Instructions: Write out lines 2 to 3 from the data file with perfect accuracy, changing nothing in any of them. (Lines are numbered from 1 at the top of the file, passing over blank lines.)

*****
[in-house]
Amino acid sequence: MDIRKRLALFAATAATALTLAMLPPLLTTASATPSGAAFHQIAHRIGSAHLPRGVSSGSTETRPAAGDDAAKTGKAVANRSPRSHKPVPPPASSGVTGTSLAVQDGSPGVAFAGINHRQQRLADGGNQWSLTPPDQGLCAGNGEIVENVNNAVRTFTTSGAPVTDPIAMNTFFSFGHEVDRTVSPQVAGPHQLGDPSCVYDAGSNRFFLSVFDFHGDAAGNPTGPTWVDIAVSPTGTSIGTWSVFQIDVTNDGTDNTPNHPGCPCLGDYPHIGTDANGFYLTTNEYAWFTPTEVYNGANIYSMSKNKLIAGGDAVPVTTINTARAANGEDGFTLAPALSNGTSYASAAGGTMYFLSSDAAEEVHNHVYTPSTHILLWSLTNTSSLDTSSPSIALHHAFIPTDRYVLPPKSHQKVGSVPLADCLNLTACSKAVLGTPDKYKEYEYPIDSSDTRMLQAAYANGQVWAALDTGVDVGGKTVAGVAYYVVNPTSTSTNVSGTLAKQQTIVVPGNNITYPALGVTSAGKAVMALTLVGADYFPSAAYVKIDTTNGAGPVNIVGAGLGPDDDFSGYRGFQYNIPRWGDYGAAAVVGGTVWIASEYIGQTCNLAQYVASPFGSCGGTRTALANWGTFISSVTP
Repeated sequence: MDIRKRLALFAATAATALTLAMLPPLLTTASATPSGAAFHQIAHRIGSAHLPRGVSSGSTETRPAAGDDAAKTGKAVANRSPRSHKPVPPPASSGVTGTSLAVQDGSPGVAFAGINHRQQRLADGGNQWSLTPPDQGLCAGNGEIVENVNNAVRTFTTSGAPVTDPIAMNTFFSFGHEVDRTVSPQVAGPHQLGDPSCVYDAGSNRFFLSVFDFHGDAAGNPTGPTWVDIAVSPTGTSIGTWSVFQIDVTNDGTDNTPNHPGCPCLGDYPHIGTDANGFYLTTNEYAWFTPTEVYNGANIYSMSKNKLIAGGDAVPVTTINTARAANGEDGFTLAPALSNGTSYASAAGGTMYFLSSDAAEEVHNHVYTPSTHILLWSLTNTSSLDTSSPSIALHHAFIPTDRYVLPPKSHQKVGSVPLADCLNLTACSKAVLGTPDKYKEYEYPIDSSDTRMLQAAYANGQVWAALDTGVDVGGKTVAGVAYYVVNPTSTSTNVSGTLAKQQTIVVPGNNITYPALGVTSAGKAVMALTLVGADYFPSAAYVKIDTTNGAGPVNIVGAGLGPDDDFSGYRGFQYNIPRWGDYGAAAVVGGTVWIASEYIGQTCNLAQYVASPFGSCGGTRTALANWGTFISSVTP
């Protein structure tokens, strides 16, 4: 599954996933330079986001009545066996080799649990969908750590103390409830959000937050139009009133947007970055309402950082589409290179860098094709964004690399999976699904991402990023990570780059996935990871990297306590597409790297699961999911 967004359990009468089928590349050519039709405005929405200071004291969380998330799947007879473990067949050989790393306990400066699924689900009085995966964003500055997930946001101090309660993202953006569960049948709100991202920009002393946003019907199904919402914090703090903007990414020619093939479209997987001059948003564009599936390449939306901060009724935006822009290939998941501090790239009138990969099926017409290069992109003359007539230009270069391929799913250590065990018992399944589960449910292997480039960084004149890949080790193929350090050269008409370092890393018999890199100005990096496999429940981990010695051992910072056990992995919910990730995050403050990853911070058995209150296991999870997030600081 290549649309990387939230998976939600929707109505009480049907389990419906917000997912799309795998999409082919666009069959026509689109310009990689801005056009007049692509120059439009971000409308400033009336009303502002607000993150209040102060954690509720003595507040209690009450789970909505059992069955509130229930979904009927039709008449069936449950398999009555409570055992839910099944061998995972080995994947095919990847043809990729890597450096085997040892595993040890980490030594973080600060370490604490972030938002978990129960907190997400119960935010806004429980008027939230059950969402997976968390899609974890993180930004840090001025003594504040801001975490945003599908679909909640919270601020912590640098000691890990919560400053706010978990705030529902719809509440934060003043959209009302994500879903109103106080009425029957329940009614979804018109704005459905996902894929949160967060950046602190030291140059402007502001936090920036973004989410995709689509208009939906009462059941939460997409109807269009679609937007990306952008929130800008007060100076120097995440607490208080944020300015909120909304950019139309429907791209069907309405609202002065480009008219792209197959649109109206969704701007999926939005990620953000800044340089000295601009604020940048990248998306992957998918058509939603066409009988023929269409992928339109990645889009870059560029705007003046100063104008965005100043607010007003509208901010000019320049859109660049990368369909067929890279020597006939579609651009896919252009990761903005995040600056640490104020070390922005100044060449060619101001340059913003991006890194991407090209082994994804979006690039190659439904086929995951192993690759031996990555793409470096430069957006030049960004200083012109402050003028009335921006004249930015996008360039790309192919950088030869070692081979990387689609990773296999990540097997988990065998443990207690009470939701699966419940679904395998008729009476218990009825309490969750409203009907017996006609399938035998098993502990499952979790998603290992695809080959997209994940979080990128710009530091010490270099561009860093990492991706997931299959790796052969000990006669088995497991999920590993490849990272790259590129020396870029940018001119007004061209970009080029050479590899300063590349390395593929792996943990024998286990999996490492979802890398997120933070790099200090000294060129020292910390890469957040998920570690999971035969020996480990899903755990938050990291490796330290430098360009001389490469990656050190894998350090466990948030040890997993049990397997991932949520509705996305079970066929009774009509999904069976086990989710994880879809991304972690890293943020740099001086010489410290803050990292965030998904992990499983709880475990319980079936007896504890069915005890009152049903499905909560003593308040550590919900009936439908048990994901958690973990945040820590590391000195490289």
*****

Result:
Amino acid sequence: MDIRKRLALFAATAATALTLAMLPPLLTTASATPSGAAFHQIAHRIGSAHLPRGVSSGSTETRPAAGDDAAKTGKAVANRSPRSHKPVPPPASSGVTGTSLAVQDGSPGVAFAGINHRQQRLADGGNQWSLTPPDQGLCAGNGEIVENVNNAVRTFTTSGAPVTDPIAMNTFFSFGHEVDRTVSPQVAGPHQLGDPSCVYDAGSNRFFLSVFDFHGDAAGNPTGPTWVDIAVSPTGTSIGTWSVFQIDVTNDGTDNTPNHPGCPCLGDYPHIGTDANGFYLTTNEYAWFTPTEVYNGANIYSMSKNKLIAGGDAVPVTTINTARAANGEDGFTLAPALSNGTSYASAAGGTMYFLSSDAAEEVHNHVYTPSTHILLWSLTNTSSLDTSSPSIALHHAFIPTDRYVLPPKSHQKVGSVPLADCLNLTACSKAVLGTPDKYKEYEYPIDSSDTRMLQAAYANGQVWAALDTGVDVGGKTVAGVAYYVVNPTSTSTNVSGTLAKQQTIVVPGNNITYPALGVTSAGKAVMALTLVGADYFPSAAYVKIDTTNGAGPVNIVGAGLGPDDDFSGYRGFQYNIPRWGDYGAAAVVGGTVWIASEYIGQTCNLAQYVASPFGSCGGTRTALANWGTFISSVTP
Repeated sequence: MDIRKRLALFAATAATALTLAMLPPLLTTASATPSGAAFHQIAHRIGSAHLPRGVSSGSTETRPAAGDDAAKTGKAVANRSPRSHKPVPPPASSGVTGTSLAVQDGSPGVAFAGINHRQQRLADGGNQWSLTPPDQGLCAGNGEIVENVNNAVRTFTTSGAPVTDPIAMNTFFSFGHEVDRTVSPQVAGPHQLGDPSCVYDAGSNRFFLSVFDFHGDAAGNPTGPTWVDIAVSPTGTSIGTWSVFQIDVTNDGTDNTPNHPGCPCLGDYPHIGTDANGFYLTTNEYAWFTPTEVYNGANIYSMSKNKLIAGGDAVPVTTINTARAANGEDGFTLAPALSNGTSYASAAGGTMYFLSSDAAEEVHNHVYTPSTHILLWSLTNTSSLDTSSPSIALHHAFIPTDRYVLPPKSHQKVGSVPLADCLNLTACSKAVLGTPDKYKEYEYPIDSSDTRMLQAAYANGQVWAALDTGVDVGGKTVAGVAYYVVNPTSTSTNVSGTLAKQQTIVVPGNNITYPALGVTSAGKAVMALTLVGADYFPSAAYVKIDTTNGAGPVNIVGAGLGPDDDFSGYRGFQYNIPRWGDYGAAAVVGGTVWIASEYIGQTCNLAQYVASPFGSCGGTRTALANWGTFISSVTP